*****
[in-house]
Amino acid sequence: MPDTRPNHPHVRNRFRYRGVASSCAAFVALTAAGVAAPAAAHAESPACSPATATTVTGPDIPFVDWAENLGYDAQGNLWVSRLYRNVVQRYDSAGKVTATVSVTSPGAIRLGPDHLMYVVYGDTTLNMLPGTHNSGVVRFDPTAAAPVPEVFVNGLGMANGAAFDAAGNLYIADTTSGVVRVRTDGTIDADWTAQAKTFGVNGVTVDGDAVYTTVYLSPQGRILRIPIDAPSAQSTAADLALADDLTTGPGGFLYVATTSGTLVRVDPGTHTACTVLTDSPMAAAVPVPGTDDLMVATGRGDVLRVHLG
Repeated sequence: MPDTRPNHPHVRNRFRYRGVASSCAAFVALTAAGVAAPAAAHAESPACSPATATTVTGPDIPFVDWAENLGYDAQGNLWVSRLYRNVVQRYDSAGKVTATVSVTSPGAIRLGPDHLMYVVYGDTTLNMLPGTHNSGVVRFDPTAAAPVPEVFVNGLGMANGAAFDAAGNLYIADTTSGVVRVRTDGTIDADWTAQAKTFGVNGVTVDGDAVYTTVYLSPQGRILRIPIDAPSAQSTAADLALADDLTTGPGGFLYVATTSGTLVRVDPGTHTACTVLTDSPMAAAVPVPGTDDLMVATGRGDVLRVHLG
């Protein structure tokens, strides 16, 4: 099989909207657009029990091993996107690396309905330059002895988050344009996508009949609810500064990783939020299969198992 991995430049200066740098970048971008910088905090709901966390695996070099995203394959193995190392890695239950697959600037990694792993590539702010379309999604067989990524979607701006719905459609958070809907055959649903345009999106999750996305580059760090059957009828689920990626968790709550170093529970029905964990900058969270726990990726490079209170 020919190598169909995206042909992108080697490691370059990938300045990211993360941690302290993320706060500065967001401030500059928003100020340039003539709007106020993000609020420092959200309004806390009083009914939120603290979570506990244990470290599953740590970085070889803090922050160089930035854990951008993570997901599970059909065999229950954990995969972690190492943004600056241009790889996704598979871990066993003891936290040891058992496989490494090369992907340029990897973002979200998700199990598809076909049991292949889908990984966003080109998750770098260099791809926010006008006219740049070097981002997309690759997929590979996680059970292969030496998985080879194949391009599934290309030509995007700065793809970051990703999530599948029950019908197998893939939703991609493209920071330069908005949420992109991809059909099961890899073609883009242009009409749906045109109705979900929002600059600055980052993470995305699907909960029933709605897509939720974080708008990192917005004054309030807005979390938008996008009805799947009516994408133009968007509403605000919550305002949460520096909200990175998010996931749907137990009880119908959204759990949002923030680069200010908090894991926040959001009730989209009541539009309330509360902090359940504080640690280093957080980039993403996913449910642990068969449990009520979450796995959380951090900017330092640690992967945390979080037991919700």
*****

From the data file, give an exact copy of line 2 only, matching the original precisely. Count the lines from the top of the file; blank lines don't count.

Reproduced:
Amino acid sequence: MPDTRPNHPHVRNRFRYRGVASSCAAFVALTAAGVAAPAAAHAESPACSPATATTVTGPDIPFVDWAENLGYDAQGNLWVSRLYRNVVQRYDSAGKVTATVSVTSPGAIRLGPDHLMYVVYGDTTLNMLPGTHNSGVVRFDPTAAAPVPEVFVNGLGMANGAAFDAAGNLYIADTTSGVVRVRTDGTIDADWTAQAKTFGVNGVTVDGDAVYTTVYLSPQGRILRIPIDAPSAQSTAADLALADDLTTGPGGFLYVATTSGTLVRVDPGTHTACTVLTDSPMAAAVPVPGTDDLMVATGRGDVLRVHLG